Before the dinner, my wife told me that her boss’s daughter was obsessed by dogs. Her parents were worried about it, more than worried. In fact, they had asked whether I might be able to help. I remarked that I had never heard that a love for animals constituted a pathology. My wife sighed and explained that the young woman, Eleonora, had a job teaching biology in a local school, but couldn’t be persuad­ed to leave home, claiming she needed all her extra money for her dogs.

“How many does she have?”

“Only two of her own. It seems she’s a dog ­savior. She drives all over Europe saving dogs.”

My wife had finally returned to work after many years as a housewife and mother. I was anxious that the job go well and that she be happy there. Our marriage had run out of steam many years ago, the last child was leaving home, and there was the pros­pect that we would be able to separate without too much trauma. A good job—she was PA to the director of a busy pharmaceutical concern—could only facilitate this, giving my wife something to rebuild her life around. Hence, when she said her boss had invited us to dinner, I agreed at once, hoping this indicated an investment on both sides in their new work relationship. 

“I think he partly invited us so as to talk to you about her. He seemed very interested when I said you were a therapist.”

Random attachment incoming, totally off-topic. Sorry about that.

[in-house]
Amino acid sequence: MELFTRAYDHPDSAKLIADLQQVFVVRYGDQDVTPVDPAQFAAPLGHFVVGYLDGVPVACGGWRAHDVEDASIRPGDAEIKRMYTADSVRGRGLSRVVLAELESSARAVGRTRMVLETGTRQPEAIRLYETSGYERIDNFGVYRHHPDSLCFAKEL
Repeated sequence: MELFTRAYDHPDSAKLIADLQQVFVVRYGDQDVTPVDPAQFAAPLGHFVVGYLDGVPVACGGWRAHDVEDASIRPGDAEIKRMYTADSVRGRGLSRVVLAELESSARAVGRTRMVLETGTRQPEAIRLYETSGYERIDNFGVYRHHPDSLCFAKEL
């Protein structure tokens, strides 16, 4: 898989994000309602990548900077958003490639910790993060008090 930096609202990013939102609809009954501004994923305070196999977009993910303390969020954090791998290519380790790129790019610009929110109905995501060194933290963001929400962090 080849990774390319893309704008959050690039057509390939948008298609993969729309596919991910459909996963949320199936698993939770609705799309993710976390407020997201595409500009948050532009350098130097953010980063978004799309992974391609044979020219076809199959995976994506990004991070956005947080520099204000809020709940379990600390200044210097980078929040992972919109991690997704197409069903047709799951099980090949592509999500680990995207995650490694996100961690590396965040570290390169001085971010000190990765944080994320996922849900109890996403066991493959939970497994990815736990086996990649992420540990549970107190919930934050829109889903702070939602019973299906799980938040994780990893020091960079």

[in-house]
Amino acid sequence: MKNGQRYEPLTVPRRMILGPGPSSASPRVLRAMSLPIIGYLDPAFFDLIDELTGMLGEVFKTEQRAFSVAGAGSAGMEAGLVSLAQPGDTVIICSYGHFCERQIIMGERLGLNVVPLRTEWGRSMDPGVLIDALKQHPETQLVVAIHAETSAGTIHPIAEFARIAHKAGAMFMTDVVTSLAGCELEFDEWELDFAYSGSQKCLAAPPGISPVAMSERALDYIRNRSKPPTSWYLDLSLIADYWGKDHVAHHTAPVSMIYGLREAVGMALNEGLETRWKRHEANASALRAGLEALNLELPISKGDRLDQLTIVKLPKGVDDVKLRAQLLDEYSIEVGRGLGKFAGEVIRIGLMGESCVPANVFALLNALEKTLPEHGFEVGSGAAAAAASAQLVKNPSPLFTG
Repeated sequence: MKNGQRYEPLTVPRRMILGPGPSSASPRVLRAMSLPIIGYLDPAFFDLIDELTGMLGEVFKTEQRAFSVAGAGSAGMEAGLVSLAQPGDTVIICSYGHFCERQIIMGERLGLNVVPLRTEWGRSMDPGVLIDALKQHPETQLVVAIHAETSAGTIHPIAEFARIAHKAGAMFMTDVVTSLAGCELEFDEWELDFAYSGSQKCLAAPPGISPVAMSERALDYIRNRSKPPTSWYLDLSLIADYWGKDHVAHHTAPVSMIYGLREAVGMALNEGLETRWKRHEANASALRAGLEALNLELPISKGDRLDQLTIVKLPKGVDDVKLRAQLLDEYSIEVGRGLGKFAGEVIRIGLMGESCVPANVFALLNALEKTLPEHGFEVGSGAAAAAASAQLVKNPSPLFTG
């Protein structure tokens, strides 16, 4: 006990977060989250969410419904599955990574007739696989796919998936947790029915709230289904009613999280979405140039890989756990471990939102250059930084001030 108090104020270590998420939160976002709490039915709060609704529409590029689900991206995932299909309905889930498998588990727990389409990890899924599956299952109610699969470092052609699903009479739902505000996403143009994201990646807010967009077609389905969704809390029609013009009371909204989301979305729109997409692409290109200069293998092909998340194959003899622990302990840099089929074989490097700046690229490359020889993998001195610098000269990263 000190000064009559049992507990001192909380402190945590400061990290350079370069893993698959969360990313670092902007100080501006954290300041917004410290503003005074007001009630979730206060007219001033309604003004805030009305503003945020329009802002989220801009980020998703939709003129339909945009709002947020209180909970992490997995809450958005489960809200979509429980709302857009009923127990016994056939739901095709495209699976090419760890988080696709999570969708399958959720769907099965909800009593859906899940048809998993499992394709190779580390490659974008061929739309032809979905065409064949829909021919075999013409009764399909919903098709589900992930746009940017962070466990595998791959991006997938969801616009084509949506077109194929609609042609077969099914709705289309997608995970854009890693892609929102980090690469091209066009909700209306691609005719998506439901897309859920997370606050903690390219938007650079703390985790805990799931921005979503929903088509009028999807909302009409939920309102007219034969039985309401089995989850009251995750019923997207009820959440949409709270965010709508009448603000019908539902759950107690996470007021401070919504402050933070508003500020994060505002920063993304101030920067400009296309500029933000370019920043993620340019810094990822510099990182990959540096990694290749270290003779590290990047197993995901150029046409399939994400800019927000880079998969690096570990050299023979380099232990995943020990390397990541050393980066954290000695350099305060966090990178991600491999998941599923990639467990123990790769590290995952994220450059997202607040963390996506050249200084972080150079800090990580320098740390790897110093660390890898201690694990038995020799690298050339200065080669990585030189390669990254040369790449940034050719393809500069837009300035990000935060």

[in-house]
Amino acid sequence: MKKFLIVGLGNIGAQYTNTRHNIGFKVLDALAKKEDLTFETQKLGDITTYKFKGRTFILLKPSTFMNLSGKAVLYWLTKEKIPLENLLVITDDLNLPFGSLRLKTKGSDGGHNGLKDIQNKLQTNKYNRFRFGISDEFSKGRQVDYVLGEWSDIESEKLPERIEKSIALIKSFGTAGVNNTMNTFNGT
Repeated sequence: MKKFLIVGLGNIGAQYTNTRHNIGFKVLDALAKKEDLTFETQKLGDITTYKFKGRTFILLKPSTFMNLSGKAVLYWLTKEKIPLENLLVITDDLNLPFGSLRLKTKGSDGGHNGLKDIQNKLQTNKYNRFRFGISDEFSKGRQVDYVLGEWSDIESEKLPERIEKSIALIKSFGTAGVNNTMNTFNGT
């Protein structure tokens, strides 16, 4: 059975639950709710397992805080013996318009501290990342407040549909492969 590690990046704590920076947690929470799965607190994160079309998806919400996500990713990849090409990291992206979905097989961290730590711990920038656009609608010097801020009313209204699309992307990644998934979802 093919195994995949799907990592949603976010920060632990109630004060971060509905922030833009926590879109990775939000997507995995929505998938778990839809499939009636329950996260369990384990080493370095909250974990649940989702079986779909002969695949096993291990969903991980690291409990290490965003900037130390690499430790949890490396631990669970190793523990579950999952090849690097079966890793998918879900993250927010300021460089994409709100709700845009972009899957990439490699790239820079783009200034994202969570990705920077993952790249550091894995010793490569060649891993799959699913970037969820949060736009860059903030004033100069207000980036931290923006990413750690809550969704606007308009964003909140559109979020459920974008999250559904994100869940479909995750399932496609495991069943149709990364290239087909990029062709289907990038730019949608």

We had arrived at the house, an attractive villa on the hills to the north of town. The automatic gate swung open, a yellow light flashing above one of the posts.

“What do you mean, ‘saving dogs’?” I asked.

“It seems people alert her when they hear of a dog being mistreated, and she goes and rescues the creature and finds it a good home.”

“Sounds rather noble,” I said. 

“Think if one of our kids were doing that,” my wife snapped back. “Be serious.” It was a while since we had spent an evening together.

Signor Fanna was a tall, bulky man, rather sloppy by Italian standards, but he greeted us energetically and with evident pleasure, rather as if he might be a big playful dog himself. Behind him, his wife leaned forward from a wheelchair; in her early sixties, she was dryly polite and wore an ­elegant green silk blouse. “Buona sera, Dr. Clarke,” she greeted me. I was struck by her lean wrists, braceleted in gold but evidently powerful as she spun her wheelchair around and led the way to the dining room.

We went through the usual social rigmaroles, drinking some­thing white and sharp. I was pleased to see that Signor Fanna was on easy and respectful terms with my wife, and she, too, seemed to have the measure of him, coming across as both sociable and sensible. For a few moments they talked about work and the arrangements for a conference in Germany that he was to be attending the following week.

“At which point I shall be left alone with the mad dog woman,” his wife remarked coolly to me.

It seemed a curious thing to say for someone who must rely heavily on domestic help. Shouldn’t Signora Fanna be glad to have her daughter around? I noticed that they did have an elderly Asian maid doing the cooking. Wearing a simple black dress that may or may not have been a uniform, this small, quiet woman brought in a plate of mixed hors d’oeuvres and laid it on the glass table.

“I hear your daughter is something of an activist,” I smiled.

“A terrorist, Dr. Clarke.” 

I laughed. “I see no bomb damage.”

“Because we clean up afterward.”

Swallowing a vol-au-vent, Signor Fanna turned toward us and sighed. “You’ve studied psychology, Dr. Clarke. Perhaps you could tell us what would induce a young woman to sacrifice everything to dogs. Is there anything we can do?”

It is one of the comedies of being a mental-health therapist that people imagine you have magical powers of divination.